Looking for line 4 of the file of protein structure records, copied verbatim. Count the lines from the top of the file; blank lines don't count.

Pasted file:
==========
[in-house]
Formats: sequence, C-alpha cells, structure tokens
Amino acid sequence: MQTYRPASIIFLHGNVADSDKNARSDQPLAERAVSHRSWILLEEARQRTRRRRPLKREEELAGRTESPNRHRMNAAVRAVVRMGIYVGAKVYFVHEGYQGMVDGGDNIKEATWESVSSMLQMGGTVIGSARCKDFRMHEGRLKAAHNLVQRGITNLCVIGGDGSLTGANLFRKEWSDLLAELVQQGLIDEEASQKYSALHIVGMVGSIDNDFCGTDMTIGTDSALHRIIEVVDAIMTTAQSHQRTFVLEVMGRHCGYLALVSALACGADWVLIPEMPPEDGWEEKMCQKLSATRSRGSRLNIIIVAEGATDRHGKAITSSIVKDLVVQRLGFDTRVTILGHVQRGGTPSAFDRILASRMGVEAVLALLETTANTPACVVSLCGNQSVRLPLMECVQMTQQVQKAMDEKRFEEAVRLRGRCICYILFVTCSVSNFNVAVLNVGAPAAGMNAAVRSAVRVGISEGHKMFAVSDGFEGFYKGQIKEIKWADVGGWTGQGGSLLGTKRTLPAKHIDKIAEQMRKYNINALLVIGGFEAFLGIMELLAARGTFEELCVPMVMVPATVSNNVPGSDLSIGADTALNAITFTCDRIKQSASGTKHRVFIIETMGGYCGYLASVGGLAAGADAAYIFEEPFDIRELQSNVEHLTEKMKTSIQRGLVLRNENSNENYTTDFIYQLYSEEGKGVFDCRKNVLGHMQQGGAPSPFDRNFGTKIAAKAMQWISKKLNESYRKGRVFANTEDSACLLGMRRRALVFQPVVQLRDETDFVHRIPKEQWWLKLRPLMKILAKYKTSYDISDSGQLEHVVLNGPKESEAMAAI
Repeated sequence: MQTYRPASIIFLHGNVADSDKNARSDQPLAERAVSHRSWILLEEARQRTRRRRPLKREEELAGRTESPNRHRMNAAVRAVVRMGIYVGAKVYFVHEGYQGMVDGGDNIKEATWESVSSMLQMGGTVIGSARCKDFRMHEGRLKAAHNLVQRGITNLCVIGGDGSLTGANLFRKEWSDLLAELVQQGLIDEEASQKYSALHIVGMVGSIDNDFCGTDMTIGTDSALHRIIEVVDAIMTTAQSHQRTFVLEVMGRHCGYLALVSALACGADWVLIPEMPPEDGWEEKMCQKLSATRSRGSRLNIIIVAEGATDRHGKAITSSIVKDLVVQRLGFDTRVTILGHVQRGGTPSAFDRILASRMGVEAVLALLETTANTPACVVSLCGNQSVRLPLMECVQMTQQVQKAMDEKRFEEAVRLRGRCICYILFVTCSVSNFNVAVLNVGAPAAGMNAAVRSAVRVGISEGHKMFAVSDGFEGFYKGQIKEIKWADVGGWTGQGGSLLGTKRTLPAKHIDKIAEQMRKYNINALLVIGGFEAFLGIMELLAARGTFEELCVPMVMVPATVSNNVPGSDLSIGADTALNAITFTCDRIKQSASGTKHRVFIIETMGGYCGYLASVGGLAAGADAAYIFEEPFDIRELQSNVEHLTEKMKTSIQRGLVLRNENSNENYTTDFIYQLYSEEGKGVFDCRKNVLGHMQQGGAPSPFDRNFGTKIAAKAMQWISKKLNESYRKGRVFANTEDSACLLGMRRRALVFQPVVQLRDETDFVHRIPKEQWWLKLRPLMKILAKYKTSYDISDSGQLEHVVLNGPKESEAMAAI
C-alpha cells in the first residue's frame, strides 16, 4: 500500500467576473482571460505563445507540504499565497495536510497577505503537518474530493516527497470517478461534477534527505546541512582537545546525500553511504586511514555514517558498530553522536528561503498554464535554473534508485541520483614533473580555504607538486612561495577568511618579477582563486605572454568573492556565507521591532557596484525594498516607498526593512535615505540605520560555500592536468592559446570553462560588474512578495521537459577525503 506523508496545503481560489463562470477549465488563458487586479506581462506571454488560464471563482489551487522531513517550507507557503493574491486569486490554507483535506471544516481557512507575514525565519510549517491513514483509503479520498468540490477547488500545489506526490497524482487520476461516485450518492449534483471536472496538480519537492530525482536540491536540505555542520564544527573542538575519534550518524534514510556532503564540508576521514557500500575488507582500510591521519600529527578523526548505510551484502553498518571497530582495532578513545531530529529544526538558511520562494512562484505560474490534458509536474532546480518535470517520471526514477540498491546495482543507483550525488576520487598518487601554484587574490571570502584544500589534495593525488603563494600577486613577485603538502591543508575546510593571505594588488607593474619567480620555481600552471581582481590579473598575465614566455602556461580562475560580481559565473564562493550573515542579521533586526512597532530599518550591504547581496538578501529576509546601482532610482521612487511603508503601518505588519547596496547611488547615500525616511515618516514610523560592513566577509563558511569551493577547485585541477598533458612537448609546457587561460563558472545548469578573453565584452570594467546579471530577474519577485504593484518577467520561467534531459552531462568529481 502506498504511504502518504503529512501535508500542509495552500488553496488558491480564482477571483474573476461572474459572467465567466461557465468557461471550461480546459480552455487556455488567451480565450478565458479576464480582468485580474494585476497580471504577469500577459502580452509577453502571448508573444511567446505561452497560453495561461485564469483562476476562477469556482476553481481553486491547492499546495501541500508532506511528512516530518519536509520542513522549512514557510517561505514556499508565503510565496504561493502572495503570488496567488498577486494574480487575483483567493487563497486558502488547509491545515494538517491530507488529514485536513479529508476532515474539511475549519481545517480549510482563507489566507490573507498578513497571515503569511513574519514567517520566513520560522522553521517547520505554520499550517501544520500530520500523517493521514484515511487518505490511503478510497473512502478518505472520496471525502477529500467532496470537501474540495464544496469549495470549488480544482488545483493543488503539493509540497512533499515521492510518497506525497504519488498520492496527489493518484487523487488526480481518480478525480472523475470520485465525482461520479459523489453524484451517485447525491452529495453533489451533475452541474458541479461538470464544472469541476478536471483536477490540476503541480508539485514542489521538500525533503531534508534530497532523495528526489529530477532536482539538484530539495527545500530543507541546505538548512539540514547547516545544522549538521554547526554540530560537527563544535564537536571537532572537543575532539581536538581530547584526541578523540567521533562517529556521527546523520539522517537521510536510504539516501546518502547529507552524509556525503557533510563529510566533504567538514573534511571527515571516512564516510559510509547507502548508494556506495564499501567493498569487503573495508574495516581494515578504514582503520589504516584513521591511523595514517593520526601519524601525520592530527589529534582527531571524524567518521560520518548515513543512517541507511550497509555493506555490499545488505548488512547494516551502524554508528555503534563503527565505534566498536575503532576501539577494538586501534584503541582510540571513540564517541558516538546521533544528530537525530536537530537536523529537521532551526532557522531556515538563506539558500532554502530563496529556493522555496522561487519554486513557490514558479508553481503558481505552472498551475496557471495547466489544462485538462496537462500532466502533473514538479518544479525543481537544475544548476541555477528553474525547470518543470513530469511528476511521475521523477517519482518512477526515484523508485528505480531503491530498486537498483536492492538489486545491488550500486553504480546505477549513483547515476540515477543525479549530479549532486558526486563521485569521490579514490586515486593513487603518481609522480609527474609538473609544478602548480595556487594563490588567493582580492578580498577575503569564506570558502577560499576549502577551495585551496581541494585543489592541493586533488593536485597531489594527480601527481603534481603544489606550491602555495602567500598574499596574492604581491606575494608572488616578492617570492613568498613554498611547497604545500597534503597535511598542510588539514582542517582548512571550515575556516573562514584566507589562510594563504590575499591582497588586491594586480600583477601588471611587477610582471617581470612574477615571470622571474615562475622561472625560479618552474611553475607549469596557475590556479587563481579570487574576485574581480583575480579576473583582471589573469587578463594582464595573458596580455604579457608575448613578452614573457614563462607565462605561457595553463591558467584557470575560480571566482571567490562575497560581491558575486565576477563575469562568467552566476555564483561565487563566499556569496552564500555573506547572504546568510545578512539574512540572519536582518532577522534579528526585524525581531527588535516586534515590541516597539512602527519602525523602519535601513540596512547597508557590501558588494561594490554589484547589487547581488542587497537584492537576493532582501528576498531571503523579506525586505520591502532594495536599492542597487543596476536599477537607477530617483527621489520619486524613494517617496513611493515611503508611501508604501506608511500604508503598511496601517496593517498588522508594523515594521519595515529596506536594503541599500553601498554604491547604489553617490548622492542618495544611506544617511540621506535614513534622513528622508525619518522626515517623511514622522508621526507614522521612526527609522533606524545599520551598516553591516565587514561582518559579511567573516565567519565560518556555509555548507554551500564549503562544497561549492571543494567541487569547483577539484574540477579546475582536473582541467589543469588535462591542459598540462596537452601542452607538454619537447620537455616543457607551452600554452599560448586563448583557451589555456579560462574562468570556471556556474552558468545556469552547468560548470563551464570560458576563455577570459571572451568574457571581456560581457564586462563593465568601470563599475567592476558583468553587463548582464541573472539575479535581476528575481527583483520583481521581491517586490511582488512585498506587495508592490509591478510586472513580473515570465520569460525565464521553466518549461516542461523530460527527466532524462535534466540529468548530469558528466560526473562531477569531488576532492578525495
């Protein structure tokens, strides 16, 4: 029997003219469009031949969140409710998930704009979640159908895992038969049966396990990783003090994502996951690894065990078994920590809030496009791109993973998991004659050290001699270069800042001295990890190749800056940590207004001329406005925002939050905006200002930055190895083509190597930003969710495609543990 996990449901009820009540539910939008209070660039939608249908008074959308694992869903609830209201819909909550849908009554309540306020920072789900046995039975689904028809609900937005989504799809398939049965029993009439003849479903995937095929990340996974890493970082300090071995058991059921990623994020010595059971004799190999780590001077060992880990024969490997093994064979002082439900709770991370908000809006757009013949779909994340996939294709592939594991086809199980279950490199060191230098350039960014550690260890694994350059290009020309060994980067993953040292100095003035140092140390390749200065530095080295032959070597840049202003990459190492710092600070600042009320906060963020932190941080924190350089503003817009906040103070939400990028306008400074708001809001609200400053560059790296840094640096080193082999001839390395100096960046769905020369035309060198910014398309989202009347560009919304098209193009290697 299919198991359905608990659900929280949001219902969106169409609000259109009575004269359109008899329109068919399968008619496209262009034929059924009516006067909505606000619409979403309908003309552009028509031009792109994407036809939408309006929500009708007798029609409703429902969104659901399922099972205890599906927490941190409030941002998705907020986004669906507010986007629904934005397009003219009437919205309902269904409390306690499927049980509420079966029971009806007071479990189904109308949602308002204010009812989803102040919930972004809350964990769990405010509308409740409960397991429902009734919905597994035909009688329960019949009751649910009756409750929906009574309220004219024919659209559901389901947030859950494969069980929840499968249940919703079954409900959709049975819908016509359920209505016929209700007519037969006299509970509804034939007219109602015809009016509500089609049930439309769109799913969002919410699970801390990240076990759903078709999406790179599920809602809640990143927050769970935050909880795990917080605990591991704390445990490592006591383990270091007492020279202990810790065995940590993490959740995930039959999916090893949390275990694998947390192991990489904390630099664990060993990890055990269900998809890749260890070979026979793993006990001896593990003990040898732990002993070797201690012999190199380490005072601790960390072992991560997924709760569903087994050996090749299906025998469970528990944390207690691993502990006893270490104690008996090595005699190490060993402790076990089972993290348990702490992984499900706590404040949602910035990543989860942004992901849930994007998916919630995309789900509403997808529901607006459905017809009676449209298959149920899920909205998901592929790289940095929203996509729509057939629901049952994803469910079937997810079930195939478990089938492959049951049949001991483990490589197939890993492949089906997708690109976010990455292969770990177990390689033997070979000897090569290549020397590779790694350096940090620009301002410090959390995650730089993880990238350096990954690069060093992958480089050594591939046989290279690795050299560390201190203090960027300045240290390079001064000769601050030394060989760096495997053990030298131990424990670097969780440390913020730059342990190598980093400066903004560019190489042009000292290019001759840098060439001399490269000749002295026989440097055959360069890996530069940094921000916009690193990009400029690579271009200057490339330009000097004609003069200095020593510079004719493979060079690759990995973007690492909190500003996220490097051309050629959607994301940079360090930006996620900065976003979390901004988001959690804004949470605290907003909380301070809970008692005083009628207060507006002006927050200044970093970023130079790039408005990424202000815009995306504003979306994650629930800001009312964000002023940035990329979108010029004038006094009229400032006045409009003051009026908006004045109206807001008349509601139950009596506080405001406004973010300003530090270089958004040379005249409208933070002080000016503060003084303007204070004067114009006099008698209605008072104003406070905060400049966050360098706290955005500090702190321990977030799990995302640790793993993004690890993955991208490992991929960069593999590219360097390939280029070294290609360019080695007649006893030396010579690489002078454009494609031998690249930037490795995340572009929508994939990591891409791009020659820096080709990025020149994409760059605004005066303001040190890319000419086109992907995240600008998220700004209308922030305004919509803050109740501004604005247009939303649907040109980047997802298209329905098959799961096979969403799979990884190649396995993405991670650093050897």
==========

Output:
Repeated sequence: MQTYRPASIIFLHGNVADSDKNARSDQPLAERAVSHRSWILLEEARQRTRRRRPLKREEELAGRTESPNRHRMNAAVRAVVRMGIYVGAKVYFVHEGYQGMVDGGDNIKEATWESVSSMLQMGGTVIGSARCKDFRMHEGRLKAAHNLVQRGITNLCVIGGDGSLTGANLFRKEWSDLLAELVQQGLIDEEASQKYSALHIVGMVGSIDNDFCGTDMTIGTDSALHRIIEVVDAIMTTAQSHQRTFVLEVMGRHCGYLALVSALACGADWVLIPEMPPEDGWEEKMCQKLSATRSRGSRLNIIIVAEGATDRHGKAITSSIVKDLVVQRLGFDTRVTILGHVQRGGTPSAFDRILASRMGVEAVLALLETTANTPACVVSLCGNQSVRLPLMECVQMTQQVQKAMDEKRFEEAVRLRGRCICYILFVTCSVSNFNVAVLNVGAPAAGMNAAVRSAVRVGISEGHKMFAVSDGFEGFYKGQIKEIKWADVGGWTGQGGSLLGTKRTLPAKHIDKIAEQMRKYNINALLVIGGFEAFLGIMELLAARGTFEELCVPMVMVPATVSNNVPGSDLSIGADTALNAITFTCDRIKQSASGTKHRVFIIETMGGYCGYLASVGGLAAGADAAYIFEEPFDIRELQSNVEHLTEKMKTSIQRGLVLRNENSNENYTTDFIYQLYSEEGKGVFDCRKNVLGHMQQGGAPSPFDRNFGTKIAAKAMQWISKKLNESYRKGRVFANTEDSACLLGMRRRALVFQPVVQLRDETDFVHRIPKEQWWLKLRPLMKILAKYKTSYDISDSGQLEHVVLNGPKESEAMAAI